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The general manager of power equality at Eaton A/NZ, John Atherton, puts energy storage systems to the test and identifies some serious inefficiencies, and solutions.

Climate change, rising energy prices and finite fossil fuel resources make the switch to renewable energy a priority worldwide and in Australia.

According to the Australian Competition and Consumer Commission (ACCC), electricity prices are up by more than 65 per cent over the last decade, and the average annual household bill has gone up from $1,177 in 2007/08 to $1,691 in 2016/17.

That's a rise of almost 44 per cent. This is probably why Australia is a world leader in the take-up of solar panels at household level. The popularity of solar panels has in turn led to the indirect creation of a decentralised energy model.

Household solar panels have created greater generation of power, and individuals are actually able to feed their created energy back into the grid. But it comes laden with inefficiencies; energy is being generated, but it's then being fed into the grid at times when it's not needed, and subsequently lost.

This defeats the point of using renewable energy sources in the first place.

With a wide spectrum of renewable energy power solutions available from solar power, wind power and hybrid power solutions, home energy storage has emerged as a potential solution. Energy storage gives businesses and consumers the power of choice to optimise their energy costs and provide them with flexibility for the future.

We are already seeing advanced aggregators working with businesses to educate and inform them on the extra money to be made while supporting the transition to a smarter, environmentally-friendly energy grid.

Automotive leader Nissan and power management leader Eaton, joined forces last year to unveil a new residential energy storage unit in the UK – designed to be the most affordable in the market today.

Known as xStorage, Eaton's energy storage solution allows homes and businesses access to safe, reliable and efficient power management, giving them the power to control how and when they use energy.

Eaton's agreement with Nissan allows batteries to be repurposed for residential and enterprise storage applications after their usable life in vehicles has expired.

This will help solve the burden Lithium batteries will place on the environment being disposed of on-mass in the future. Central to the agreement is Eaton's technology and experience in critical backup energy storage applications which allows it to safely and economically repackage the used Nissan batteries from vehicles for reliable use in the energy storage market.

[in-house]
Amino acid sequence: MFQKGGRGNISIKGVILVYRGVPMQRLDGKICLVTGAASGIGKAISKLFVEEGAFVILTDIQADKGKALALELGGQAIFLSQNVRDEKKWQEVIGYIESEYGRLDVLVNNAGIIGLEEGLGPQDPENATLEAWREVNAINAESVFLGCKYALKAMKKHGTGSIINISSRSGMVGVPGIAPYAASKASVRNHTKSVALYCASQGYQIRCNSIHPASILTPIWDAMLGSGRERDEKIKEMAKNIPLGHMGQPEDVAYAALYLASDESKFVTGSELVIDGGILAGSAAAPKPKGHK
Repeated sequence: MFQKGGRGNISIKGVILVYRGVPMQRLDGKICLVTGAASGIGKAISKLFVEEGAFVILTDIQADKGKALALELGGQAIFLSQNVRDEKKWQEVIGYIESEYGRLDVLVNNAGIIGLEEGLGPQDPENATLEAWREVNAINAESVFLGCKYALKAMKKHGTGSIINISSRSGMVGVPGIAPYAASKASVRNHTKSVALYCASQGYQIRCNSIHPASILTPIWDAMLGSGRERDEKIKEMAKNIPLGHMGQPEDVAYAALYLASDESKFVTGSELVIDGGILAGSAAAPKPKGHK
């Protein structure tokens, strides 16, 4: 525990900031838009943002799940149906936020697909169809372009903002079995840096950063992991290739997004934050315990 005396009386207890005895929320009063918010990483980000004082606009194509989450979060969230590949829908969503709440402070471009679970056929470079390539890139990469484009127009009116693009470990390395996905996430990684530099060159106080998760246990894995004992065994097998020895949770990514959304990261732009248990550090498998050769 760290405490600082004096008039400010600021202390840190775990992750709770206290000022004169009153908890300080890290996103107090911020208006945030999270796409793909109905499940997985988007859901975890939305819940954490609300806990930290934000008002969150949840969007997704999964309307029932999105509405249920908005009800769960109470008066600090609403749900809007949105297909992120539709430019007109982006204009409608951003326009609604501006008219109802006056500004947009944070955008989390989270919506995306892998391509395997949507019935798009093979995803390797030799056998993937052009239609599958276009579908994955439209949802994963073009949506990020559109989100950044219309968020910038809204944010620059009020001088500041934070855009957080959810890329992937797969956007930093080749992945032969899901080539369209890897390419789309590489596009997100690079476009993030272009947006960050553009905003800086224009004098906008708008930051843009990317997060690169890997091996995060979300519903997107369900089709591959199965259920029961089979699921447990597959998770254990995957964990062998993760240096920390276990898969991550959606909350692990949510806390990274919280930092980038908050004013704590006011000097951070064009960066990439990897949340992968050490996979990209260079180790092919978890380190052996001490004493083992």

Connected to residential power supply or renewable energy sources such as solar panels, the unit can save customers money on their utility bills by charging up when renewable energy is available or energy is cheaper (e.g., during the night) and releasing that stored energy when demand and costs are high. If a home is equipped with solar technology, this means that consumers can power their homes using clean energy stored in their xStorage system, and be rewarded financially for doing so by avoiding expensive daytime energy tariffs.

The home energy storage system also provides the ultimate back-up solution to consumers, ensuring that the lights never go out – increasingly important in a time when energy grids are coming under enormous strain.

It's easy to see for many businesses how storage technology could work as part of a company's overall power quality strategy into the future. Healthcare, telecoms and finance are three industries that must maintain continuous, high quality power flow at all times, and so the case for investment becomes almost self-explanatory.

For other businesses, it's about making efficient gains for the real estate they have to ensure the viability and innovation energy storage could bring to their business, particularly where their business models are looking at digital connectivity or the Internet of Things.

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